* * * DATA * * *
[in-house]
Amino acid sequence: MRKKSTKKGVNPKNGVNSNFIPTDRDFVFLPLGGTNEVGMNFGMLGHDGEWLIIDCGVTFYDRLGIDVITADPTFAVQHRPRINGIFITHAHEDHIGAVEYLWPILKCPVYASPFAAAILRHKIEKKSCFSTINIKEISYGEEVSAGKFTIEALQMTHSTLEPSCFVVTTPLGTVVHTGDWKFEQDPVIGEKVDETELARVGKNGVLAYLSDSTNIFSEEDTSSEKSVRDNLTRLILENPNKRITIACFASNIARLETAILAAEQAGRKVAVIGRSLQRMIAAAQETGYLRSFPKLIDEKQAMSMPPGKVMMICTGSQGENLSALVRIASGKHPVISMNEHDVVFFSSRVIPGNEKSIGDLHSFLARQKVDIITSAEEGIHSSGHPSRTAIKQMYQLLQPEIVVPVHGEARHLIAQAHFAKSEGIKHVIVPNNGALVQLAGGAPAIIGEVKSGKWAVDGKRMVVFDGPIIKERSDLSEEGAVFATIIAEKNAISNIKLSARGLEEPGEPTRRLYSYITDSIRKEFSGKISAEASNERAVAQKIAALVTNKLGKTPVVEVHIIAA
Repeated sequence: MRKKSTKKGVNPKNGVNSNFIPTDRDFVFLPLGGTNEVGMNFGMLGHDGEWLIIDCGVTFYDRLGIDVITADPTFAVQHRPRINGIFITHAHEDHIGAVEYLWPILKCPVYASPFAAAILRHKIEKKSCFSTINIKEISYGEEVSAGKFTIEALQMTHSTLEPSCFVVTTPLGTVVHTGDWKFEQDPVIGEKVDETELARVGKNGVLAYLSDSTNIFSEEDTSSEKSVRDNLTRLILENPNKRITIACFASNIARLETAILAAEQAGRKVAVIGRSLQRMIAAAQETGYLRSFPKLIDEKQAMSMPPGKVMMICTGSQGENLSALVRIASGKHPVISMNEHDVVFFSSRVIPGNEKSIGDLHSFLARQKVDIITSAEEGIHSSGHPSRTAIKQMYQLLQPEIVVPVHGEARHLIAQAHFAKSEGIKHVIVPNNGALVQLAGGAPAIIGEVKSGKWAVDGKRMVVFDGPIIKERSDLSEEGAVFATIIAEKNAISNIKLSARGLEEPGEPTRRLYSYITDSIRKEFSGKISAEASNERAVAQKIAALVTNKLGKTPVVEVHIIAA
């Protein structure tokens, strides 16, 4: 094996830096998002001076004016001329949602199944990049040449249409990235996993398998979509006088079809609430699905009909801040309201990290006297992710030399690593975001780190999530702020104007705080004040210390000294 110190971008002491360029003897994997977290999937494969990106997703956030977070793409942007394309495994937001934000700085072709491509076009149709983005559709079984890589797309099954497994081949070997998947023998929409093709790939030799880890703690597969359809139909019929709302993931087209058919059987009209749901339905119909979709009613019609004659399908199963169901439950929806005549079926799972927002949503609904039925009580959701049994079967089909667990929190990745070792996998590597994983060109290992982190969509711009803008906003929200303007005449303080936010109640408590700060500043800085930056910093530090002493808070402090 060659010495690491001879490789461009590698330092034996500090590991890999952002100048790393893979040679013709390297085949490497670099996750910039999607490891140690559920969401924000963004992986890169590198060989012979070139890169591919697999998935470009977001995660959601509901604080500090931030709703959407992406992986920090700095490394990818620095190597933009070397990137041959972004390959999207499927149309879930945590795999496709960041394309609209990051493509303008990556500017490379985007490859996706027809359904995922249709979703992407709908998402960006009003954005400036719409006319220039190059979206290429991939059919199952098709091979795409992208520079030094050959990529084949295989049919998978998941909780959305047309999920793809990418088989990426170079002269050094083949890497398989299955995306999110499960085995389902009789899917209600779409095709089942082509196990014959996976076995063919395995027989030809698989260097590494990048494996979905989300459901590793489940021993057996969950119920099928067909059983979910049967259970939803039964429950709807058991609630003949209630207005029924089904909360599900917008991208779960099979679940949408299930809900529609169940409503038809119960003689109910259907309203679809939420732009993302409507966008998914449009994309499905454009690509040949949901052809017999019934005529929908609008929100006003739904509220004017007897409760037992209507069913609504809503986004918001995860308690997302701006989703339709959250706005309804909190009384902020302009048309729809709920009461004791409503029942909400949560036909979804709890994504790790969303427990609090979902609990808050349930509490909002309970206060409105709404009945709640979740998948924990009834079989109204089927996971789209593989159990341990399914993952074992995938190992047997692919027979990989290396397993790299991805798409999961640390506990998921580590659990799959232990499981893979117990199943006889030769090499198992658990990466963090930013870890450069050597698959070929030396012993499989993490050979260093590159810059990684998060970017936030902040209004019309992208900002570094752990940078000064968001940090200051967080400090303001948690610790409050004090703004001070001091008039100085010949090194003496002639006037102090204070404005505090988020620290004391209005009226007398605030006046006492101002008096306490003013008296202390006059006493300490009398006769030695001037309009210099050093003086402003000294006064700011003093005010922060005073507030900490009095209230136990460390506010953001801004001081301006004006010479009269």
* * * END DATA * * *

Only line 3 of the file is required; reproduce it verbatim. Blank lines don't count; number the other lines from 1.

Repeated sequence: MRKKSTKKGVNPKNGVNSNFIPTDRDFVFLPLGGTNEVGMNFGMLGHDGEWLIIDCGVTFYDRLGIDVITADPTFAVQHRPRINGIFITHAHEDHIGAVEYLWPILKCPVYASPFAAAILRHKIEKKSCFSTINIKEISYGEEVSAGKFTIEALQMTHSTLEPSCFVVTTPLGTVVHTGDWKFEQDPVIGEKVDETELARVGKNGVLAYLSDSTNIFSEEDTSSEKSVRDNLTRLILENPNKRITIACFASNIARLETAILAAEQAGRKVAVIGRSLQRMIAAAQETGYLRSFPKLIDEKQAMSMPPGKVMMICTGSQGENLSALVRIASGKHPVISMNEHDVVFFSSRVIPGNEKSIGDLHSFLARQKVDIITSAEEGIHSSGHPSRTAIKQMYQLLQPEIVVPVHGEARHLIAQAHFAKSEGIKHVIVPNNGALVQLAGGAPAIIGEVKSGKWAVDGKRMVVFDGPIIKERSDLSEEGAVFATIIAEKNAISNIKLSARGLEEPGEPTRRLYSYITDSIRKEFSGKISAEASNERAVAQKIAALVTNKLGKTPVVEVHIIAA